Experiential tools include activities that may be designed and executed with or by learners, in the classroom, outdoors or even virtually; followed by reflection on the experience to assimilate and apply the learning. While there are experiences that children can work on independently, group experiences, especially after the last two years, will encourage peer and collaborative learning. How will group experiences be possible or effective in the context of masks and physical distancing? How will experiences work in the hybrid model?

Experiential Learning – purpose, process
Before we answer these questions, let us take a closer look at the elements of experiential learning. According to David Kolb’s cycle of experiential learning, there are four key elements to any learning experience –
• Concrete experience – doing /having the experience.
• Reflective observation – reviewing or reflecting on the experience.
• Abstract conceptualization – concluding or learning from the experience.
• Active experimentation – applying what one has learnt to new contexts.

It is important to keep in mind all these elements while planning learning experiences in our classrooms. Activities we plan are usually just the first stage of the experience. The reflection, learning and application is what makes it an effective learning experience.

Learning experiences will have to be adapted, based on Covid safety protocol for learners in classrooms or how many are attending online. Let us try and explore the different kinds of learning experiences that would be possible, feasible and beneficial.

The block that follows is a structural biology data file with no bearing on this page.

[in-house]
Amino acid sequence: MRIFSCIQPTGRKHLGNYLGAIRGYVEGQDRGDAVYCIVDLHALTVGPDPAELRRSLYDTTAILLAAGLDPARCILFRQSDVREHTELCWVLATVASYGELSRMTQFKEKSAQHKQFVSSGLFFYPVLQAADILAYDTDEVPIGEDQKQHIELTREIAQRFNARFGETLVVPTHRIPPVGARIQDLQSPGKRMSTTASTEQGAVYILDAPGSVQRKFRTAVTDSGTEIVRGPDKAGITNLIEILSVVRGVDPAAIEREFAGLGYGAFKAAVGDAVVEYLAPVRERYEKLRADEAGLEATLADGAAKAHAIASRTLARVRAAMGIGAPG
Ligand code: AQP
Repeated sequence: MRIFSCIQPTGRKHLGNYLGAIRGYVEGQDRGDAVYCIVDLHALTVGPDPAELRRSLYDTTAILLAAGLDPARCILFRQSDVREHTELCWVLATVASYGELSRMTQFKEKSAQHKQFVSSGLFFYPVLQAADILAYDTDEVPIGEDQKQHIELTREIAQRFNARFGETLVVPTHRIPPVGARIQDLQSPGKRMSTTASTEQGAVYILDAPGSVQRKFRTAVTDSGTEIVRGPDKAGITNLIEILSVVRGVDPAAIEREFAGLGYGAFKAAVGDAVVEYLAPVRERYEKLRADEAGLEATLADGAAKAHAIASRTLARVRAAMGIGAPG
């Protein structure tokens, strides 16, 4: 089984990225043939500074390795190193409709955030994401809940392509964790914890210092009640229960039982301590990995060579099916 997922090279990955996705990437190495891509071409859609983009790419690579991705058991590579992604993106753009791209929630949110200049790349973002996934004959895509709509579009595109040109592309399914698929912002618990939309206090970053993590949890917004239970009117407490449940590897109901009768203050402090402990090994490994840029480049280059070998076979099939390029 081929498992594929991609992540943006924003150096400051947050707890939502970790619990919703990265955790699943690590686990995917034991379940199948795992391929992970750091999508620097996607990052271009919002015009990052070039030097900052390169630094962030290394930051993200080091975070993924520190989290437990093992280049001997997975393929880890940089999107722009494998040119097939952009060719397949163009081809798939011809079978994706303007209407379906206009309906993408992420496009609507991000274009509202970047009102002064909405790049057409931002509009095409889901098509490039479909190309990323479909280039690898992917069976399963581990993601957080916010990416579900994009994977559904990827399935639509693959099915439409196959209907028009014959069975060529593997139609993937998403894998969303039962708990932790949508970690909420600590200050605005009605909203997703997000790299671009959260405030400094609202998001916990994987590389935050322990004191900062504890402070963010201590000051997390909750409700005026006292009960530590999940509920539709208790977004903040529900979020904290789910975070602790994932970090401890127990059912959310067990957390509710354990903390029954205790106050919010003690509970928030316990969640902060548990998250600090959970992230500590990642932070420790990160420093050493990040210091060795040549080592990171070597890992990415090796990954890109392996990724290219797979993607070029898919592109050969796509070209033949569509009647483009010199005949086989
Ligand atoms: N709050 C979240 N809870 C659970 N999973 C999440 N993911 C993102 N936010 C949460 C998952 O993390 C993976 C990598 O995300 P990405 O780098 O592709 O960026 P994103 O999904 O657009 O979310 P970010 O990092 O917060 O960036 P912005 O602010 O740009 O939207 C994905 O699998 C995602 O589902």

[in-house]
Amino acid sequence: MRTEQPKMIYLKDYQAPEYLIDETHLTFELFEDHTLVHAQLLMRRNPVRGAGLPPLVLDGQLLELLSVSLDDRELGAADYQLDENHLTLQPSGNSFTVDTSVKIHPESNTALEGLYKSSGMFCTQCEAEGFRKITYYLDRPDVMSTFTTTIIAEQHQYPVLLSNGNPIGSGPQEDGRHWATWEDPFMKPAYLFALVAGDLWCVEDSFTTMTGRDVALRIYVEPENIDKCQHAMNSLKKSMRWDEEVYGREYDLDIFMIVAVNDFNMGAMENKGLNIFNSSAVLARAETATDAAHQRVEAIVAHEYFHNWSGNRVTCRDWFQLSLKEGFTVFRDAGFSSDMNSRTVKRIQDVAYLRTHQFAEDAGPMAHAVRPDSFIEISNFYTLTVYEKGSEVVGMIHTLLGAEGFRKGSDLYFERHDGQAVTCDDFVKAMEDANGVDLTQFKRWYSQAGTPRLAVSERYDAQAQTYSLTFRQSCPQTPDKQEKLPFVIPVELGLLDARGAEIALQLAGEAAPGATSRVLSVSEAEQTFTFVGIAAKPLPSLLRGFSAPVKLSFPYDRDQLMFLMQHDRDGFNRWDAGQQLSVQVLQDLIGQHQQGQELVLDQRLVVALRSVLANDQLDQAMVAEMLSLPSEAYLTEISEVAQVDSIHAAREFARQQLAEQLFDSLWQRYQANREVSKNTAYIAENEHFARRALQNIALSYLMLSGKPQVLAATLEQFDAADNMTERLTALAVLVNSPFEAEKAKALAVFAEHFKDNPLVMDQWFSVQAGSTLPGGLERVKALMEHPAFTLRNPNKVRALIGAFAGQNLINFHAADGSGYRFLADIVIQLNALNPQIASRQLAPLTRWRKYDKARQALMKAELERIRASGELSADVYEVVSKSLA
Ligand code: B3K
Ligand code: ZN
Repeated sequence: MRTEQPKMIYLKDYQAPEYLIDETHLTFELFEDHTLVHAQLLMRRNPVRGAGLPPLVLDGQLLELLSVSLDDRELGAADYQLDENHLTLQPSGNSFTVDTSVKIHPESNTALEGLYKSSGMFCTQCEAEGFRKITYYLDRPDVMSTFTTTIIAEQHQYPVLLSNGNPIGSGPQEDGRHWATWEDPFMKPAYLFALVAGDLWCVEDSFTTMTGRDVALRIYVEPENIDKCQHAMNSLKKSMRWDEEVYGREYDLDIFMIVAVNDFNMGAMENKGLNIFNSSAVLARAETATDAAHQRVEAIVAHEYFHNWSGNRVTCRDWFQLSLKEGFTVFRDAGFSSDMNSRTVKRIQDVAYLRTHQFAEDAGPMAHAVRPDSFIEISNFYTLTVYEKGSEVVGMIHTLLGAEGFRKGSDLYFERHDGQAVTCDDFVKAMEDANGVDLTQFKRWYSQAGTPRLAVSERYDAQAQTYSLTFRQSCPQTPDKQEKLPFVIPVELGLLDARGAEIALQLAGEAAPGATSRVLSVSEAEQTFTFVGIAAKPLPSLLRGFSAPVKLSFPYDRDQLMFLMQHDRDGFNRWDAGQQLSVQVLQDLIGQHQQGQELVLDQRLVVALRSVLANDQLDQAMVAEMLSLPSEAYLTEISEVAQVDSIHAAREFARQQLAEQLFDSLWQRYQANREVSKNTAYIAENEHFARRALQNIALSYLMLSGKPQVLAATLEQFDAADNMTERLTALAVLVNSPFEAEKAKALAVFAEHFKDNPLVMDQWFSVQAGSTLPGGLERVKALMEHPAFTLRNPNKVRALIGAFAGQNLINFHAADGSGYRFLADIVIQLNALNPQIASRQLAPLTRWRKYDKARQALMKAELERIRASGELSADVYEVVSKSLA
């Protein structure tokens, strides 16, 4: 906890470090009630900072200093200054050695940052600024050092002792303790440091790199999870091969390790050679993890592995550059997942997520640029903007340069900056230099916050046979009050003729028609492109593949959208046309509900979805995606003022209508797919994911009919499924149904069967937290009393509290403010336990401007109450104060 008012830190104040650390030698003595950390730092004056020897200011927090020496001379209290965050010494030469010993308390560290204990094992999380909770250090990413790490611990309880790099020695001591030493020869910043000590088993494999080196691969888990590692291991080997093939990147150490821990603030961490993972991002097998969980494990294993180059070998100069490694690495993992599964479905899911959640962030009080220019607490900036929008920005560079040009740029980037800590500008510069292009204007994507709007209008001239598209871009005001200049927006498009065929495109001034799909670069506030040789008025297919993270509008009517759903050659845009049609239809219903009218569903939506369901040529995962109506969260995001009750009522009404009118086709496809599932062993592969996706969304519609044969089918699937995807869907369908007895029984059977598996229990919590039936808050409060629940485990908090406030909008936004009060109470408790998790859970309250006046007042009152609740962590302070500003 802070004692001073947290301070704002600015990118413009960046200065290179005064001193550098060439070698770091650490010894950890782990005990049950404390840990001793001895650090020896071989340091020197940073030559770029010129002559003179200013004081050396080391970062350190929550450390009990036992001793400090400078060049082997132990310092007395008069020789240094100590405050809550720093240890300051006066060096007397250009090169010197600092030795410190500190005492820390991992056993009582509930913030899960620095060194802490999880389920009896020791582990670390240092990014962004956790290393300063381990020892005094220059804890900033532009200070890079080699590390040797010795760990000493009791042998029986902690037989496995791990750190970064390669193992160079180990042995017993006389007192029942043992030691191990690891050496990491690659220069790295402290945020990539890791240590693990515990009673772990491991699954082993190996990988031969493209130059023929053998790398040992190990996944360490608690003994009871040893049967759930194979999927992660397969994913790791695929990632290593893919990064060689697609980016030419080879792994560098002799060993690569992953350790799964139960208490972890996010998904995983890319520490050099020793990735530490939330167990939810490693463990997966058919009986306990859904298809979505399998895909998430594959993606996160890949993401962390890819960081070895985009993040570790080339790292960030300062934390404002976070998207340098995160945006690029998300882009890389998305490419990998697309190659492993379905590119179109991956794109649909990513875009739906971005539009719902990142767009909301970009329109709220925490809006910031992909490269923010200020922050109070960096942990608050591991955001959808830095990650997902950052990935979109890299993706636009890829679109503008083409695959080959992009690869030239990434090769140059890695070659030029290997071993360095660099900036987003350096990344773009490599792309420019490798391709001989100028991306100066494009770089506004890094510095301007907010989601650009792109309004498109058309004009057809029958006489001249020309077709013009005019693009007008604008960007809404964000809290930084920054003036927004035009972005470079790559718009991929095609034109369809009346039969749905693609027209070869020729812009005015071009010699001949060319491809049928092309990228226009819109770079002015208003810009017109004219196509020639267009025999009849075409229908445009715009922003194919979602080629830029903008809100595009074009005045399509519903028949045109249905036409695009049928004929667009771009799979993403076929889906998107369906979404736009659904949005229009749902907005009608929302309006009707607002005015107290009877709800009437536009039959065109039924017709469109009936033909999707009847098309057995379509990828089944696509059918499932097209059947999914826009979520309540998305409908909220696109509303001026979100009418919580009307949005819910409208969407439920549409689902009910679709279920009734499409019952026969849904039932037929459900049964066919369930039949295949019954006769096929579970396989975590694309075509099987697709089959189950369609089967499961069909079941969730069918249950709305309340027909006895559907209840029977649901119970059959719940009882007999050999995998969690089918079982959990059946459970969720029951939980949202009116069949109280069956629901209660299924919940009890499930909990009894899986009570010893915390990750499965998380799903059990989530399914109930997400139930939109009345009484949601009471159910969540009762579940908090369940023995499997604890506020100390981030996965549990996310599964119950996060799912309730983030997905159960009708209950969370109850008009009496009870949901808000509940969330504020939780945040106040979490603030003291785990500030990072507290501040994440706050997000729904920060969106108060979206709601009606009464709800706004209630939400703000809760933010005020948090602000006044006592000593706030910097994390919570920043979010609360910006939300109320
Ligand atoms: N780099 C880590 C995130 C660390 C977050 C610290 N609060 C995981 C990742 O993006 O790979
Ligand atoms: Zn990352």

1. Group work on real world projects
    Projects that require groups to collect information through research, survey or interview and then analyze and compile it in the context of a real world problem are purposeful and contextual activities. When this is followed by reflection and review within a group and individually, it becomes a learning experience. The project can be based on a school problem such as ‘how can all classes be accommodated in a facility like the music room keeping in mind Covid protocol’ or a neighbourhood problem like ‘what is the impact of wrongful disposal of masks in our locality and how can we ensure they are disposed of appropriately?’
  2. Activities or tasks done at home and then compiled or reflected upon as a group to create a group presentation